The fact that relatively moderate shocks have caused such profound trauma in emerging markets makes one wonder what problems a more dramatic shift would trigger. Do emerging countries have the capacity to react, and what kind of policies would a new round of lending by the International Monetary Fund bring? Has the eurozone crisis finally taught the IMF that public and private debt overhangs are significant impediments to growth, and that it should place much greater emphasis on debt write-downs and restructuring than it has in the past?

The market has been particularly brutal to countries that need to finance significant ongoing current-account deficits, such as Brazil, India, South Africa, and Indonesia. Fortunately, a combination of flexible exchange rates, strong international reserves, better monetary regimes, and a shift away from foreign-currency debt provides some measure of protection.

Nonetheless, years of political paralysis and postponed structural reforms have created vulnerabilities. Of course, countries like Argentina and Venezuela were extreme in their dependence on favorable commodity prices and easy international financial conditions to generate growth. But the good times obscured weaknesses in many other countries as well.

The growth slowdown is a much greater concern than the recent asset-price volatility, even if the latter grabs more headlines. Equity and bond markets in the developing world remain relatively illiquid, even after the long boom. Thus, even modest portfolio shifts can still lead to big price swings, perhaps even more so when traders are off on their August vacations.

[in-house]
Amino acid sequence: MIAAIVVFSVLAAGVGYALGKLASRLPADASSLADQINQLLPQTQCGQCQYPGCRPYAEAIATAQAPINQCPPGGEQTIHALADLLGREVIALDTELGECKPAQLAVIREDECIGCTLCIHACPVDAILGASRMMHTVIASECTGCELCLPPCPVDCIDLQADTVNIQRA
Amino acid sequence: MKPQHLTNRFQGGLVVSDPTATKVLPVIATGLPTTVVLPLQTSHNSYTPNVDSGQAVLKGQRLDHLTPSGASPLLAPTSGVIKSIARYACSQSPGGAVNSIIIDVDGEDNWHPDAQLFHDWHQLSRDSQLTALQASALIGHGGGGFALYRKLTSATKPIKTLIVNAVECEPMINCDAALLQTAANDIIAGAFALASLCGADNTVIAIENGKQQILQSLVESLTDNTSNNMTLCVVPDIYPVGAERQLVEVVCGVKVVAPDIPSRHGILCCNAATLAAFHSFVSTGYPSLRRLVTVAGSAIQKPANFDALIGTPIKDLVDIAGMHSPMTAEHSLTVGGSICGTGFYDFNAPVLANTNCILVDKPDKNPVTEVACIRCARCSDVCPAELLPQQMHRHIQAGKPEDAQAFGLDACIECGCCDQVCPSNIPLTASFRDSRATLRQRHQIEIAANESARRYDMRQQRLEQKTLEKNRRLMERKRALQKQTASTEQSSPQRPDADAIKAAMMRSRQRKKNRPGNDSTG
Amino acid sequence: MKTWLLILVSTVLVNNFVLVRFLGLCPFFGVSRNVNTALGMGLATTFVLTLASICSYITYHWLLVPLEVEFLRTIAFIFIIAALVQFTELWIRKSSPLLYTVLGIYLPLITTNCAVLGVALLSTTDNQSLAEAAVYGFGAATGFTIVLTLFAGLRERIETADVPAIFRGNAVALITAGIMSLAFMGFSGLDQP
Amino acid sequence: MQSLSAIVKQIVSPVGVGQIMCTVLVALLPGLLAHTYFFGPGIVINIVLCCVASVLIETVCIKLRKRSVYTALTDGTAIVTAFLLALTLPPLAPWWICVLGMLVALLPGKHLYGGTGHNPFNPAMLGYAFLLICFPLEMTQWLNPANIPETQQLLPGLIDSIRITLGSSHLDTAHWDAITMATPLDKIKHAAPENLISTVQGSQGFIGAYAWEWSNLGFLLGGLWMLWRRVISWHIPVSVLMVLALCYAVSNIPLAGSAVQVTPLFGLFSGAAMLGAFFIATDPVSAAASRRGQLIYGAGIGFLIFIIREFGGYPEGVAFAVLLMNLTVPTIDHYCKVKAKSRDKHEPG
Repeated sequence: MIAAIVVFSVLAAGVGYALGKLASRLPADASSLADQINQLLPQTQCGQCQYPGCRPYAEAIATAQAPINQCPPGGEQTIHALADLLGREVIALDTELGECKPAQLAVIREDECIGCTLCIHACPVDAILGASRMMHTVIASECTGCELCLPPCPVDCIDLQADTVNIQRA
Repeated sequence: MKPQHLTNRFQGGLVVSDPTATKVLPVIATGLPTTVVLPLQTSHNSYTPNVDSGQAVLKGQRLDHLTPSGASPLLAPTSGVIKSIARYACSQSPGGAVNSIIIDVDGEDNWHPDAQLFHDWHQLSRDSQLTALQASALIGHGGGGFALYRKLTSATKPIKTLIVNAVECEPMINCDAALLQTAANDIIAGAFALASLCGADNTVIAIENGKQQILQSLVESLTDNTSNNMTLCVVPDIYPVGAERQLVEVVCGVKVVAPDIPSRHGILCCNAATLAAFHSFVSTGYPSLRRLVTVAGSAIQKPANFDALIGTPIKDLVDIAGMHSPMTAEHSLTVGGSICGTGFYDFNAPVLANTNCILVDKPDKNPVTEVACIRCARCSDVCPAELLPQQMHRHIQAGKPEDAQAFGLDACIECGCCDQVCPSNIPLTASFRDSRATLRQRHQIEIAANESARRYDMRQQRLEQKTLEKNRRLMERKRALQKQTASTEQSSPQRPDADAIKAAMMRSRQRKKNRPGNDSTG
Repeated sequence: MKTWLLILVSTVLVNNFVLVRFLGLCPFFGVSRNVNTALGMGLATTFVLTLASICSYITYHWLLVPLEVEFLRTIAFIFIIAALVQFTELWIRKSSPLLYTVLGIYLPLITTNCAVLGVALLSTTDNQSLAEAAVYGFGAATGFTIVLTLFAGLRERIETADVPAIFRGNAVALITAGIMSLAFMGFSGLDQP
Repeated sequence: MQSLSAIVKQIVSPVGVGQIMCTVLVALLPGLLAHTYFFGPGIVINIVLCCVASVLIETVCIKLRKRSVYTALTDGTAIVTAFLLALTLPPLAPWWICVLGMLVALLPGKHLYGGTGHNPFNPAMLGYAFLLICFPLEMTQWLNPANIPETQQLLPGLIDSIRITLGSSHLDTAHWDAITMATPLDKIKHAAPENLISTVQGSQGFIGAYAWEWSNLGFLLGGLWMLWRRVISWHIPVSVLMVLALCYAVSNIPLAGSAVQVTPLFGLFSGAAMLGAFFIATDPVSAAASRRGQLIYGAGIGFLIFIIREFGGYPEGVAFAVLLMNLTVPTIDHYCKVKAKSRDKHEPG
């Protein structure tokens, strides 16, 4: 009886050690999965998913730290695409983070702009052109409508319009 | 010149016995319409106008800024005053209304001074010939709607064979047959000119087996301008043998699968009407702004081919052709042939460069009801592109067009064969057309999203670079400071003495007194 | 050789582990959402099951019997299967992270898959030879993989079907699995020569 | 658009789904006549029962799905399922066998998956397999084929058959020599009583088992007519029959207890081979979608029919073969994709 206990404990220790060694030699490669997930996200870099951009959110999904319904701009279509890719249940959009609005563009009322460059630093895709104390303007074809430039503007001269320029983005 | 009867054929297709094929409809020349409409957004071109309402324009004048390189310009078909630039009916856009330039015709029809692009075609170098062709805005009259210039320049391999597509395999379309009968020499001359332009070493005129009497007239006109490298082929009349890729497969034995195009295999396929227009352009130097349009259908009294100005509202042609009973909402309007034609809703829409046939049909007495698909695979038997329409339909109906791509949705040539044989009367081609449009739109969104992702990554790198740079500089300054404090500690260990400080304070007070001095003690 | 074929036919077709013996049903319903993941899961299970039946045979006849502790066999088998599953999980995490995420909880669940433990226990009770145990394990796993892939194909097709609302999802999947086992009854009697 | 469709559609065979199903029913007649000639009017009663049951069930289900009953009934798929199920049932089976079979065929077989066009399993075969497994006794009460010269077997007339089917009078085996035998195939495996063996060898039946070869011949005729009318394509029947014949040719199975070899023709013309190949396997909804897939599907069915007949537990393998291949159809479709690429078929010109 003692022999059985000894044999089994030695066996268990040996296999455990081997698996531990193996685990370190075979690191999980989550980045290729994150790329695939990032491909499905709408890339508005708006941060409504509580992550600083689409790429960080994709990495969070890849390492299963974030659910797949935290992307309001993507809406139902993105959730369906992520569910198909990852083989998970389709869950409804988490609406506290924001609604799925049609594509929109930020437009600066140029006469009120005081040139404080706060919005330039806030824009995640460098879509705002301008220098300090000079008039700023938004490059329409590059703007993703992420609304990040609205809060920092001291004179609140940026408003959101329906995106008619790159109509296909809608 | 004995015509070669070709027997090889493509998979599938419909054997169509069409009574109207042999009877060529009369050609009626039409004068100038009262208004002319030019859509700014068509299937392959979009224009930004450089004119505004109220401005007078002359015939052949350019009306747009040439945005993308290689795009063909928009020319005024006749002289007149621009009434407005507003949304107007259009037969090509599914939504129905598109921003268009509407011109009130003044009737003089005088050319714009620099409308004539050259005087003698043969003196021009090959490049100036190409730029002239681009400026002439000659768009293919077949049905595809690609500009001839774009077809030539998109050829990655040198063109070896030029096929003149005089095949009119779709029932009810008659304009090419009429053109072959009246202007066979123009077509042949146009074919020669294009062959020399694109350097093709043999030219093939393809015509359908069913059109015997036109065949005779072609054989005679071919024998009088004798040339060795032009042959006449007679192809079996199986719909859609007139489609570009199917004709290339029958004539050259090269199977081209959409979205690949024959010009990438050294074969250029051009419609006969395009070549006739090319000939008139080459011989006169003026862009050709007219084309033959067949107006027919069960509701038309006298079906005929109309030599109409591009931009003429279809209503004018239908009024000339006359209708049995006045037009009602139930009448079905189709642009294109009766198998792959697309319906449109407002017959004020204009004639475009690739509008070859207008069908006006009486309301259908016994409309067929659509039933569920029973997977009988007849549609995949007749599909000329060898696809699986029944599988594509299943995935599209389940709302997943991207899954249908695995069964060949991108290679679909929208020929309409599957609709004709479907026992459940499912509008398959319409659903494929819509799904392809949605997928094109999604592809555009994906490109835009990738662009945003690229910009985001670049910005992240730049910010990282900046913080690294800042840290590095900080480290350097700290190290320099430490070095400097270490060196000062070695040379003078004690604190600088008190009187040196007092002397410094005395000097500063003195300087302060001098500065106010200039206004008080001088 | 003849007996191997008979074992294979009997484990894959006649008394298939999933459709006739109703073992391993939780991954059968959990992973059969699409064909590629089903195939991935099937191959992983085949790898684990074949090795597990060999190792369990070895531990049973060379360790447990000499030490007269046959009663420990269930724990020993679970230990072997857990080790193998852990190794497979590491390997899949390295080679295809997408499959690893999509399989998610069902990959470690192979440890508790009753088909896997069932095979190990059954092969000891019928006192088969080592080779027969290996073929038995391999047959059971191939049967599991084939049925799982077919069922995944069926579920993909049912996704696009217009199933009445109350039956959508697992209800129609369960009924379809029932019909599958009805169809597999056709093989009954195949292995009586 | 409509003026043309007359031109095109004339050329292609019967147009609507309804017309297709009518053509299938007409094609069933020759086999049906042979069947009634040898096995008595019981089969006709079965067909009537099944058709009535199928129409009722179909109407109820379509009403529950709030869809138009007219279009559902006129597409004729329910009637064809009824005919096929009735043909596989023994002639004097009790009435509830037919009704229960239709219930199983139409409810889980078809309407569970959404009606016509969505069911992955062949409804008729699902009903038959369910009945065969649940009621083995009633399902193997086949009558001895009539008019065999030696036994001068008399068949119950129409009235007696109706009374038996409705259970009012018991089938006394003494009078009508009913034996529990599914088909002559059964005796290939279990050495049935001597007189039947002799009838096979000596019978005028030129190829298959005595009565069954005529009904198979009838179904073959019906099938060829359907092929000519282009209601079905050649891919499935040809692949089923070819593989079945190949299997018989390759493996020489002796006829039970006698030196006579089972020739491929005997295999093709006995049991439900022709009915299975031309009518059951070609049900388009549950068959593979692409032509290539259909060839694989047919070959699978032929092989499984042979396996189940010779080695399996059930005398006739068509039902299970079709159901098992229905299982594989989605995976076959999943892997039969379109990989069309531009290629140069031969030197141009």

Until recently, international investors believed that expanding their portfolios in emerging markets was a no-brainer. The developing world was growing nicely, while the advanced countries were virtually stagnant. Businesses began to see a growing middle class that could potentially underpin not only economic growth but also political stability. Even countries ranked toward the bottom of global corruption indices – for example, Russia and Nigeria – boasted soaring middle-class populations and rising consumer demand.

This basic storyline has not changed. But a narrowing of growth differentials has made emerging markets a bit less of a no-brainer for investors, and this is naturally producing sizable effects on these countries' asset prices.

A step toward normalisation of interest-rate spreads – which quantitative easing has made exaggeratedly low – should not be cause for panic. The fallback in bond prices does not yet portend a repeat of the Latin American debt crisis of the 1980s or the Asian financial crisis of the late 1990s. Indeed, some emerging markets – for example, Colombia – had been issuing public debt at record-low interest-rate spreads over US treasuries. Their finance ministers, while euphoric at their countries' record-low borrowing costs, must have understood that it might not last.

Yes, there is ample reason for concern. For one thing, it is folly to think that more local-currency debt eliminates the possibility of a financial crisis. The fact that countries can resort to double-digit inflation rates and print their way out of a debt crisis is hardly reassuring. Decades of financial-market deepening would be undone, banks would fail, the poor would suffer disproportionately, and growth would falter.

Alternatively, countries could impose stricter capital controls and financial-market regulations to lock in savers, as the advanced countries did after the second world war. But financial repression is hardly painless and almost certainly reduces the allocative efficiency of credit markets, thereby impacting long-term growth.

If the emerging-market slowdown were to turn into something worse, now or in a few years, is the world prepared? Here, too, there is serious cause for concern.